“While we do recognise the gold’s traditional status as a safe haven in times of market stress, we use our portfolio’s objectives as a starting point when deciding whether, and to what extent, we allocate to gold.”
The debate will rage on but it would seem to me that even a small percentage of a private investor’s wealth could be allocated if only for defensive reasons, and with many readers planning IHT issues then holding the commodity in physical terms helps on that basis.
It is a fact of investing that as we all get older, we get more cautious and conservative. It is natural – we have all worked and saved long and hard and we do not want to see the that wealth disappear.
Do you have to agree with an Armageddon view of the world to hold gold as part of your savings?
You do not, and your view of the world may be closer to something else someone in the gold market said to me: “Things do not feel great at the moment.”
Even that view may not lead you to invest in gold. For the last 30 years a defensive’ approach has suggested bonds, and if you had done that your return would have been very healthy.
But the capital preservation of bonds has gone, with the exception of index-linked, so if you are looking for a safe haven asset where do you go? For many, property can deliver that, but that is harder to access without switching a large amount of money and this then creates more risk.
The newer wave of peer-to-peer lending opportunities from companies such as Goji, or the Blend Network for example, or more established companies such as Downing Crowd, can give access to property and give a regular income.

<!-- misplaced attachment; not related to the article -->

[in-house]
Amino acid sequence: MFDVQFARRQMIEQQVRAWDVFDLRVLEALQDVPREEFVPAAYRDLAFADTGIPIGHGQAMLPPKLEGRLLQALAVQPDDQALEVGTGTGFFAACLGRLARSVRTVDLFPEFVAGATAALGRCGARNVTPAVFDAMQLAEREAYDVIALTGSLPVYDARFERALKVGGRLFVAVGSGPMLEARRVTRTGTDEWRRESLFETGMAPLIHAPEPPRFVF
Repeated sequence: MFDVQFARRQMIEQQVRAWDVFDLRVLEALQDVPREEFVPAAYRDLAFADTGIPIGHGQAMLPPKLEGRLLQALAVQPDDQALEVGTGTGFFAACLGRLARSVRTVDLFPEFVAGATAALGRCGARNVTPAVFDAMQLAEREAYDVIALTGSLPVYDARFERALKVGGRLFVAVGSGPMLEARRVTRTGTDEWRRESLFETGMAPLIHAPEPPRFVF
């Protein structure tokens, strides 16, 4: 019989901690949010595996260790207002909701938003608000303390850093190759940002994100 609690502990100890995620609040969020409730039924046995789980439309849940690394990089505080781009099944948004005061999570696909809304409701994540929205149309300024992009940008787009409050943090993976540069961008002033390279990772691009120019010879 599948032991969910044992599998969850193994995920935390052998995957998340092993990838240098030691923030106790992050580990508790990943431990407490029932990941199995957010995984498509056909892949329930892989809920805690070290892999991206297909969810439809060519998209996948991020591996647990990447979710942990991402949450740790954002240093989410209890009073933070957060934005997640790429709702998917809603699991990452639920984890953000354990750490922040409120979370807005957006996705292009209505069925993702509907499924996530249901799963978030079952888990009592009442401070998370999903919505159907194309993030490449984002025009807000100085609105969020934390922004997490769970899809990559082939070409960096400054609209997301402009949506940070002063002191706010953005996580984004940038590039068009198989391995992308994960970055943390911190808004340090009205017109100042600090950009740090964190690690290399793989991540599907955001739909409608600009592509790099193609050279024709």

But what about gold?
For the last 30 years – I have to be honest – I have struggled to see the investment value of gold. It produces no income in the form of an interest or dividends and it has limited uses other than jewellery and a small number of industrial uses.
In the last three decades the most regular reason to hold gold has been the appetite of Asian countries for gold jewellery, which in itself has not, for me, been a very robust argument.
I have to admit my opinion has changed, largely as a result of spending time with the chief executive of gold bullion dealer Sharps Pixley, Ross Norman. He is the first to admit predicting gold prices is difficult – and he has over 30 years of experience in the sector.
His argument, that gold is a store of wealth and if held for the very long term can outperform major equity markets such as the FTSE, makes sense. He makes the point that many of us have an amount of cash as part of our savings and the value of this is eroded over time by inflation. Gold has outperformed inflation.
From a macro perspective it has been interesting to see China becoming a major buyer of gold in the last few years, as well as having been the largest producer of gold
having overtaken South Africa a decade ago.
India’s Central Bank is also a big buyer, and Germany’s Bundesbank has long held the asset. Norman does not put these facts forward as reasons for private investors to
buy the metal, he cites it as examples of reputable long term investors.
You might sum it up as this: if it is good enough for some of the world’s most important countries, then maybe it is good enough for us as private investors.
What I have learned looking at the gold market properly is that it is worth having an open mind about all areas of investment.
I may just dip my toe in the gold market with the purchase of a coin or two as investments for my children and great children.